Having your puppy vaccinated against a range of contagious and serious illnesses is one of the best ways to help your pooch live a long, happy and healthy life. Here, our Gilbert vets explain the essential DHPP 5-in-1 vaccination, what it protects against and why it's so important.
Why You Should Get Your Dog Vaccinated
Similar to human vaccines, dog vaccinations protect your pet against a range of serious diseases that may turn life-threatening for your companion. Getting your pup vaccinated may seem like an unnecessary expense at first, since you keep such a close eye on them. However, your dog's shots will likely cost far less than treatments for the illnesses that may impact your pet if they aren't vaccinated. This means that vaccination could possibly save you money in the long-term.
Core Vaccines VS Lifestyle Vaccines
There are two different categories of vaccines that are available for pets.
Lifestyle vaccinations are vaccines that are recommended for some pets depending on their lifestyle. Some of the most common lifestyle vaccinations include bordetella, leptospira and Lyme disease. Lifestyle vaccines are generally recommended for cats and dogs that spend time outside or around other animals routinely such as in off-leash parks, doggie daycare facilities or in kennels.
Core vaccinations are recommended for all pets and protect against diseases that are highly contagious, cause severe illness, and pose a serious risk to your pet's longevity - DHPP is a highly recommended core vaccination for dogs in North America.
What The DHPP Vaccine Protects Against
The DHPP 5-in-1 vaccine is a single injection that includes protection against 5 very serious dog diseases.
Canine Distemper Virus (D - Distemper)
Canine distemper is a virus that spreads between dogs by air, through contact with a contaminated surface like a toy, or by direct contact with an animal who is infected.
DIstemper attacks your dog's internal systems like their nervous system, gastrointestinal system and respiratory system. Their symptoms can range from high fever and coughing to vomiting, diarrhea and watery discharge from their nose and eyes.
In its more advanced stages, distemper in dogs may lead to pneumonia, seizures and paralysis.
Distemper can rapidly become fatal very rapidly, particularly for puppies and older dogs with weakened immune systems.
Canine Adenovirus CAV-1 & CAV-2
CAV-1 - Canine Hepatitis (H - Hepatitis)
CAV-1 or Infectious canine hepatitis is a highly contagious virus that can affect your dog's liver, kidneys, spleen, lungs, and eyes. Early symptoms vary from a low-grade fever and congestion to vomiting. More severe symptoms such as jaundice, abdominal pain, eye inflammation, and bruising may begin to appear as the disease progresses. If left untreated this condition can quickly become fatal.
CAV-2 Canine Adenovirus
CAV-2 is a milder form of the canine adenovirus that the DHPP vaccine can protect against. CAV-2 is generally not as serious as other conditions protected against by the DHPP vaccine, however, it can contribute to kennel cough, which can weaken your dog's immune system and open them up to further infection.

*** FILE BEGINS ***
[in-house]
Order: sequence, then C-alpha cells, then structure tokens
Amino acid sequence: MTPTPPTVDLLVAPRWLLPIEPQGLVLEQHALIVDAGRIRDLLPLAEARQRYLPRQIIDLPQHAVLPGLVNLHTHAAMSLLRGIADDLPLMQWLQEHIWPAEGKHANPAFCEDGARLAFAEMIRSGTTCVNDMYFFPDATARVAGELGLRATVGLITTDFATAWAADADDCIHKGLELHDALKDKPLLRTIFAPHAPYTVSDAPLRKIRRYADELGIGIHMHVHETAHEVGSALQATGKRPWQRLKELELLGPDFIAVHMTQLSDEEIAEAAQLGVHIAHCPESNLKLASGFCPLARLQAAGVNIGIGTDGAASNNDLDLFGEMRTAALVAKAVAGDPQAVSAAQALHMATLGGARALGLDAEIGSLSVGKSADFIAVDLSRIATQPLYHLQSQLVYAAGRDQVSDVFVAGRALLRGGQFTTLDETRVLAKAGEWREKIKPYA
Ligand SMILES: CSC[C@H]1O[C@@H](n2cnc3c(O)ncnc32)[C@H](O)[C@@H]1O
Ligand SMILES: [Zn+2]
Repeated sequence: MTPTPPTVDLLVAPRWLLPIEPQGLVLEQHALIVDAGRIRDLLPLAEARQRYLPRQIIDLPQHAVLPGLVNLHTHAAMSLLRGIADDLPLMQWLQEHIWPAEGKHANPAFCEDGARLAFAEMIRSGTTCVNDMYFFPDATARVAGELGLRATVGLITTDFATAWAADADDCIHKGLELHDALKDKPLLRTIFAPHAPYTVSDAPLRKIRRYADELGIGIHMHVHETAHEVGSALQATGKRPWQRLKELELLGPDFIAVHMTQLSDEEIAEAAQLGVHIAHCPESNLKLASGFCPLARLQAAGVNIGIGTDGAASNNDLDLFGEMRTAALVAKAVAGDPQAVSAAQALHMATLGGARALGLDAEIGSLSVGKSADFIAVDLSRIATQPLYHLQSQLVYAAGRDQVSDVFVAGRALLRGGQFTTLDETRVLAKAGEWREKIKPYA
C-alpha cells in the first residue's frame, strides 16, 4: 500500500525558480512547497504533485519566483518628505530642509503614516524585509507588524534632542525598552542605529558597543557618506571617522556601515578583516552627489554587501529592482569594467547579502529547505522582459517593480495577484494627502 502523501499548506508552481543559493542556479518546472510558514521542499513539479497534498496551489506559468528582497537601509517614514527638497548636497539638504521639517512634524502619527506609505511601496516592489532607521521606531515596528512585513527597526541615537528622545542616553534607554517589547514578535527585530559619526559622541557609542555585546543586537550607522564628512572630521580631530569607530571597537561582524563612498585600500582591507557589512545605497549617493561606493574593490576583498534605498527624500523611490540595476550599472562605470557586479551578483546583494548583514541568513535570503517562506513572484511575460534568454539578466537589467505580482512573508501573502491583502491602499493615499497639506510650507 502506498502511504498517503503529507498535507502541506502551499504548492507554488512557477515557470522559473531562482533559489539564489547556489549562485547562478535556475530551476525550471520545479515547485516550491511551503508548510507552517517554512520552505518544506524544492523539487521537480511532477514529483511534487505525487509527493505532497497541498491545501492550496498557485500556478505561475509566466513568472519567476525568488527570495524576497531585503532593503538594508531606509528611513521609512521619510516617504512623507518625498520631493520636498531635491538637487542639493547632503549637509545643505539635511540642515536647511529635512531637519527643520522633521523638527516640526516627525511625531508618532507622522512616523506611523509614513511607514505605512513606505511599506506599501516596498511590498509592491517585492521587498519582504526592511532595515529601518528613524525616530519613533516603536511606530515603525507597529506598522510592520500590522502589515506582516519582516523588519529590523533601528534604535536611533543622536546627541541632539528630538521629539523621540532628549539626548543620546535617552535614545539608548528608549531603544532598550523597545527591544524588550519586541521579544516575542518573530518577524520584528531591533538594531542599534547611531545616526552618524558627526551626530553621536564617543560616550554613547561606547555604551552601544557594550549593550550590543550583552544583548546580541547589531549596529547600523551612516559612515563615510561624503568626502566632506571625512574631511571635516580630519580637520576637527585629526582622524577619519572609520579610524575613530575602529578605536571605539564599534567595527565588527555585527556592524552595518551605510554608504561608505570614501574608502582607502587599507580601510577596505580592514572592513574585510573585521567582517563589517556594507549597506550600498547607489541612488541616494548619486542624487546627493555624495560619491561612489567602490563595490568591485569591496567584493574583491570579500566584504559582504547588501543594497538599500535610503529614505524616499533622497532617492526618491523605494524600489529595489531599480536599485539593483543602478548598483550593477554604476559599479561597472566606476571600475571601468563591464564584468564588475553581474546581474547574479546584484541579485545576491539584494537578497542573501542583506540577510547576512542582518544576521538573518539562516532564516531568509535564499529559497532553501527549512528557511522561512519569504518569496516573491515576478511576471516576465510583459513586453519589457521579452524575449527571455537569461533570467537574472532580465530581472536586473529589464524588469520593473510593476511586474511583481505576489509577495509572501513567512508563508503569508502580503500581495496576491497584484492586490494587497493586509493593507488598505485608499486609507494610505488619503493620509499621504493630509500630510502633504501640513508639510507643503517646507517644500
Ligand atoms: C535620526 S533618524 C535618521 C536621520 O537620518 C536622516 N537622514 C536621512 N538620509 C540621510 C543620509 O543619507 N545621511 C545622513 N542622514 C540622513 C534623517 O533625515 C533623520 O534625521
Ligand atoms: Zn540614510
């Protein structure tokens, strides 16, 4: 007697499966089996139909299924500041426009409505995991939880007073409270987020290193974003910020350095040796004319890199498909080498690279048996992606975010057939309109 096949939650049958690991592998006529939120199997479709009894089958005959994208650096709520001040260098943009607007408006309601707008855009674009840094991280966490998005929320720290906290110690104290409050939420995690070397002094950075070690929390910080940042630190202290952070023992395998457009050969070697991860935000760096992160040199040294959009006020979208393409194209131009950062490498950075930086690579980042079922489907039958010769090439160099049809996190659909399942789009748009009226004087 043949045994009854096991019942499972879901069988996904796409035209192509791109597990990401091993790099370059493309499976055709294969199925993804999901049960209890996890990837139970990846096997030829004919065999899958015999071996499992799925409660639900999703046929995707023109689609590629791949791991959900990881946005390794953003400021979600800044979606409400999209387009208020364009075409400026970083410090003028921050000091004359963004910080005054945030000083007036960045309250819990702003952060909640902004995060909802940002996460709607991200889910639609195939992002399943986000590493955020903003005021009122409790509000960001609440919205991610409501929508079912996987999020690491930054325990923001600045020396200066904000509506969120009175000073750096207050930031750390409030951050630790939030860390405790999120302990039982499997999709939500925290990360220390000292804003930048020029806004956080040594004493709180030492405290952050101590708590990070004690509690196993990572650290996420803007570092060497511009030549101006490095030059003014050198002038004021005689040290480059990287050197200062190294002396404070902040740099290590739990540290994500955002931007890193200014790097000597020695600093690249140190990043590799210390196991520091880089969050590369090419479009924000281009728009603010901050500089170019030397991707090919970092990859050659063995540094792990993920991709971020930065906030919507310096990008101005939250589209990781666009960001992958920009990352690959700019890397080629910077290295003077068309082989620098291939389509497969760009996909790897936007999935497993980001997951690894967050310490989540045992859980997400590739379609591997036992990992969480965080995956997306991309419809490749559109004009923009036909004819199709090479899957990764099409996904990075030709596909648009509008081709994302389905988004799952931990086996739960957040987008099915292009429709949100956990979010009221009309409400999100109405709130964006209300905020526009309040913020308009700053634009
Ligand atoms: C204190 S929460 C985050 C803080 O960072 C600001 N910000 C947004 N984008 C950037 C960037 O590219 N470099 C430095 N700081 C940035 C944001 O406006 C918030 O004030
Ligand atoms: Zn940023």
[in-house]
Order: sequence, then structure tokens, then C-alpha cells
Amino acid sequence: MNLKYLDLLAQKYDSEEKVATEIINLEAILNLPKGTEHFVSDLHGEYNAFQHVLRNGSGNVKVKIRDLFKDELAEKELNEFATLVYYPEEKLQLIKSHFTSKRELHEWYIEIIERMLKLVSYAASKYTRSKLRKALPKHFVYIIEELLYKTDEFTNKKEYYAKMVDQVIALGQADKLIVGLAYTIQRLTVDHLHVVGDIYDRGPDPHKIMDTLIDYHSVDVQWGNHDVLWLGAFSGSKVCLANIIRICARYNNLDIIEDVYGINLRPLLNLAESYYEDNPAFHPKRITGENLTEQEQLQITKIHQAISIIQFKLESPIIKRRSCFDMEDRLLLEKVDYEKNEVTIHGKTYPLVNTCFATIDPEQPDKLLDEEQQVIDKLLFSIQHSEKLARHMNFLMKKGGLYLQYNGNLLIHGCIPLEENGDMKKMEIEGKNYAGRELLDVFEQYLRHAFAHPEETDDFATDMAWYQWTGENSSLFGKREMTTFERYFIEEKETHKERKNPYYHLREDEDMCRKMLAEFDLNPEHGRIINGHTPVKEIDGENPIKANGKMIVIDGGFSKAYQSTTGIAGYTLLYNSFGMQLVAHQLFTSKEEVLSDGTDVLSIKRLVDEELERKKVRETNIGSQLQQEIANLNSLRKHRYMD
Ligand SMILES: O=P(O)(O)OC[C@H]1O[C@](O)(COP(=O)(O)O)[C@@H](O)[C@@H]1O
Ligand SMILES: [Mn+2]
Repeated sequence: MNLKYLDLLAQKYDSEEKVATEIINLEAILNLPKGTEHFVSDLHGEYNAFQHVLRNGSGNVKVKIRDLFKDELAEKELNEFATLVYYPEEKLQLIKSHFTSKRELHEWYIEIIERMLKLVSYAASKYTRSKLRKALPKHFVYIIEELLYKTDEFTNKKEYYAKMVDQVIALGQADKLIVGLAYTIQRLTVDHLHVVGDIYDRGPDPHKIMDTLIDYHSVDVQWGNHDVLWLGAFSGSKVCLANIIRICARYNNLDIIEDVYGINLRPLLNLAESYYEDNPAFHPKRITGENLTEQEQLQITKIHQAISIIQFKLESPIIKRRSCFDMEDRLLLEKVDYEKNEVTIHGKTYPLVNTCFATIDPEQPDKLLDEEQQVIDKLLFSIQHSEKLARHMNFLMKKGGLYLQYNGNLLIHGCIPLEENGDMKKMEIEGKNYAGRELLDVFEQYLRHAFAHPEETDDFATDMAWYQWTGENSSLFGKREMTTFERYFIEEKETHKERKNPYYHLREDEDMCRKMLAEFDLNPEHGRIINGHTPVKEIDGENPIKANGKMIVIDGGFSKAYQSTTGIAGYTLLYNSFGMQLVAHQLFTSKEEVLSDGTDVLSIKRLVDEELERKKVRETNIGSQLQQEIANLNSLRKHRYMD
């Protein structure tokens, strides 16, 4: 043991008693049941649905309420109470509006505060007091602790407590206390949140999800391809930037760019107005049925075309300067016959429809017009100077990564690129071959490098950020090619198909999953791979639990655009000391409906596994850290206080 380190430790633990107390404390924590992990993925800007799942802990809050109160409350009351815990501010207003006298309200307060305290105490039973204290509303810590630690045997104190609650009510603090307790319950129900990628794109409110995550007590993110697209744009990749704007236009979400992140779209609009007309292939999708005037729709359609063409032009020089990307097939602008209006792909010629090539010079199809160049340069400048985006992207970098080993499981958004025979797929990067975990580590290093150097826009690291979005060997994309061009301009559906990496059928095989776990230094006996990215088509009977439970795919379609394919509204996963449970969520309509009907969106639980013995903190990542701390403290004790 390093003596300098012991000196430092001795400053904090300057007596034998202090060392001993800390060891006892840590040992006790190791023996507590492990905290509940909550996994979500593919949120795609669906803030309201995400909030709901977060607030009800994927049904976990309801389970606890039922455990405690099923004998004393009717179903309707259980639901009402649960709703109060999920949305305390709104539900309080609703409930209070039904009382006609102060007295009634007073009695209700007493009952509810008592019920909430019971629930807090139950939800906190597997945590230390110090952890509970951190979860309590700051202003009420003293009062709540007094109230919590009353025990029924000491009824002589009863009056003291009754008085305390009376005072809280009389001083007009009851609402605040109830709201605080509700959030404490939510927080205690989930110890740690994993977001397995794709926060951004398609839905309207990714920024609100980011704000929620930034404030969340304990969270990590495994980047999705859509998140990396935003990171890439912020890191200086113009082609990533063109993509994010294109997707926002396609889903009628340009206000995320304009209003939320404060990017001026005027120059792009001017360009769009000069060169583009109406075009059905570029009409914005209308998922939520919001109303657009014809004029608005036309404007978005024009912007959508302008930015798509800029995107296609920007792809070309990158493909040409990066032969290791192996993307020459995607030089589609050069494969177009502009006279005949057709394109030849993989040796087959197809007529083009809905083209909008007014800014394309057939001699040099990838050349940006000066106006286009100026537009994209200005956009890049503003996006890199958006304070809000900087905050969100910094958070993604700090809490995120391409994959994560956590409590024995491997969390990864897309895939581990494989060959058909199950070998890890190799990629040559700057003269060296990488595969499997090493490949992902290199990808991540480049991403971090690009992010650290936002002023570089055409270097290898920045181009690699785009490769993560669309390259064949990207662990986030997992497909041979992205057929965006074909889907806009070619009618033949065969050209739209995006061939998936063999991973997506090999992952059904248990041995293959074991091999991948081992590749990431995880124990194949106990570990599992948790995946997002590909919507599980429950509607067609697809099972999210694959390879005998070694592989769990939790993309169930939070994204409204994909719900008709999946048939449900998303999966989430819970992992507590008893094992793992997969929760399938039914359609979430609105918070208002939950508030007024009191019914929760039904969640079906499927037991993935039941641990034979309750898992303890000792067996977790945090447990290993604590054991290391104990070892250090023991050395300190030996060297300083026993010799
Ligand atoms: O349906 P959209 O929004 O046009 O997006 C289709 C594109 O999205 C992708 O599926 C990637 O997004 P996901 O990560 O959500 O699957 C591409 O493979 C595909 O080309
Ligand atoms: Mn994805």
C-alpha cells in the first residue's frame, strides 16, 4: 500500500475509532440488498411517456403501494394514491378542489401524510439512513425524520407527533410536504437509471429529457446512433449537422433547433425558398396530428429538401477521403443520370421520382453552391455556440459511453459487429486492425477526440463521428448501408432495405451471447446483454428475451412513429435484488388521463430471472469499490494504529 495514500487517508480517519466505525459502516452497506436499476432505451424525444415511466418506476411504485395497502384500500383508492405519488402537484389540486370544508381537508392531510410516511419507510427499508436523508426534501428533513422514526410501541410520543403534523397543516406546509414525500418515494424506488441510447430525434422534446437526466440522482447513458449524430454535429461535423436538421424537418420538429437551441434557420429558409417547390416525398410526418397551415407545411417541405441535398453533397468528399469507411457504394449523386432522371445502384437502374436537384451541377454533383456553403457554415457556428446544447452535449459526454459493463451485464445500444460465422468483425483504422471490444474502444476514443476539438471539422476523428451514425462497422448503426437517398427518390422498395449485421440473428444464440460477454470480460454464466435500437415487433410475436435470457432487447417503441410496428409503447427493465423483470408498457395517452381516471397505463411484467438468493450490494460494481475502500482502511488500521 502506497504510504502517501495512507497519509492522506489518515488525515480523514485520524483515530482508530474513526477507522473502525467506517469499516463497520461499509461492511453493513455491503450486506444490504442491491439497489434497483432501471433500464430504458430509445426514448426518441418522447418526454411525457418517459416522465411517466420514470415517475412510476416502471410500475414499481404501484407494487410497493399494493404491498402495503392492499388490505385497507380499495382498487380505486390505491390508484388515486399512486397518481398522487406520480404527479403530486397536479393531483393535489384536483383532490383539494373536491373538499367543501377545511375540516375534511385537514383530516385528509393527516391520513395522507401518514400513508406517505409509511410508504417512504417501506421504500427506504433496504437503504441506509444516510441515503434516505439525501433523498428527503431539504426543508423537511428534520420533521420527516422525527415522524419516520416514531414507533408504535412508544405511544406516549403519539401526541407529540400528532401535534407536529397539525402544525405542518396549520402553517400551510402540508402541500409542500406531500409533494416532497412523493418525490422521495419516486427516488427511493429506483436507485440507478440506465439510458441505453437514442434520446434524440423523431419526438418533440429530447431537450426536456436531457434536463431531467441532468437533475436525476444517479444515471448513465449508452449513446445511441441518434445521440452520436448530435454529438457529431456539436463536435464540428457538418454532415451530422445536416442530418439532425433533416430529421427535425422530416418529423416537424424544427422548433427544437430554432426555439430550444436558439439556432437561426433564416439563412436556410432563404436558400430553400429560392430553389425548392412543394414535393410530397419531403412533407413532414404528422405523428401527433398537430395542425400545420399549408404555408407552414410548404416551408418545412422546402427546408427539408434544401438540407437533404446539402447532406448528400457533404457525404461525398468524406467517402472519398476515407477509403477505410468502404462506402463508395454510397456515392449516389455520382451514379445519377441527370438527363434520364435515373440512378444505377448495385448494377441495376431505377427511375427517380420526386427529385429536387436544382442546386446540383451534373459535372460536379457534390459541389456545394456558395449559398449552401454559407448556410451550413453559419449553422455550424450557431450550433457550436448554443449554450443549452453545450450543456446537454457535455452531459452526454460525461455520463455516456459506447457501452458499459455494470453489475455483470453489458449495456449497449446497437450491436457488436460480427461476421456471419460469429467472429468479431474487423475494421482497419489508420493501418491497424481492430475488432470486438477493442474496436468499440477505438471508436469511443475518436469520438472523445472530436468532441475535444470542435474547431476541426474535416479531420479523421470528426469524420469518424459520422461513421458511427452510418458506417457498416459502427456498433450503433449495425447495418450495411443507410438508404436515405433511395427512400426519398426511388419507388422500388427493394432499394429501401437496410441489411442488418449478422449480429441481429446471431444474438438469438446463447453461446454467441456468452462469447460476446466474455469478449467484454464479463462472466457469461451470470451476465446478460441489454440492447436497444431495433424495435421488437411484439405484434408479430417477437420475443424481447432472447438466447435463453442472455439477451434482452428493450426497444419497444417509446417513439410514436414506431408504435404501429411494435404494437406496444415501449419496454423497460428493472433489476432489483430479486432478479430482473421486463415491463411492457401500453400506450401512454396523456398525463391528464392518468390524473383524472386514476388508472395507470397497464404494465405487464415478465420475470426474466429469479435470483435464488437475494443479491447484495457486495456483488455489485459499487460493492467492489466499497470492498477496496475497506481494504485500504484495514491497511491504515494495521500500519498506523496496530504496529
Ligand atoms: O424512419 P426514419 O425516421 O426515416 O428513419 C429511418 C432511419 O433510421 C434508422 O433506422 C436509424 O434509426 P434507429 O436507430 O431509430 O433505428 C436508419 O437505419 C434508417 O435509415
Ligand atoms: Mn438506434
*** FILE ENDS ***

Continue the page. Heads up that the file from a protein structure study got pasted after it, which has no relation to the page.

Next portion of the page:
Symptoms of kennel cough are similar to that of the human cold and include a hacking cough and congestion.
Canine Parainfluenza (P - Parainfluenza)
Canine Parainfluenza is yet another highly contagious disease that is transmitted by air and can spread very quickly between dogs that come in contact with each other in kennels, off-leash parks or even just in multi-dog homes. Parainfluenza leads to cold or flu like symptoms in dogs including kennel cough and congestion.
Canine Parvovirus (P - Parvo)
Canine Parvovirus is a very serious, highly contagious condition that can quickly become fatal for many dogs, particularly puppies and unvaccinated adult dogs. Parvovirus attacks your dog's gastrointestinal tract leading to vomiting, diarrhea, loss of appetite and rapid loss of fluid and protein. This condition prevents your pup's GI tract from properly absorbing the nutrients your dog needs to stay healthy and often requires hospitalization and intensive care as life-saving treatment.
Parvovirus lives on the surfaces it comes to rest on for up to a year and has shown to be hugely resistant to many common disinfectants and cleaning solutions. This means that taking your unvaccinated puppy out for a walk around the block may turn into a very serious veterinary emergency.
When to Get Your Dog Vaccinated
The DHPP 5-in-1 vaccine is a single shot that is given to puppies in a series of injections starting at about 6 weeks of age and given every 2 to 4 weeks until the puppy is 16 weeks old. All adult dogs should receive a booster shot of the DHPP vaccine either yearly or every 3 years based on your vet's recommendation.
The DHPP 5-in-1 vaccine allows you to provide your puppy, or adult dog, with protection against 5 serious conditions while minimizing cost to you and discomfort to your pooch.
Preventive Care at Crossroads Veterinary Hospital
At Crossroads Veterinary Hospital in Gilbert we believe that preventive care is the best way to help your canine companion live a long and healthy life - vaccines play a vital role in your pup's annual preventive care routine.
Note: The advice provided in this post is intended for informational purposes and does not constitute medical advice regarding pets. For an accurate diagnosis of your pet's condition, please make an appointment with your vet.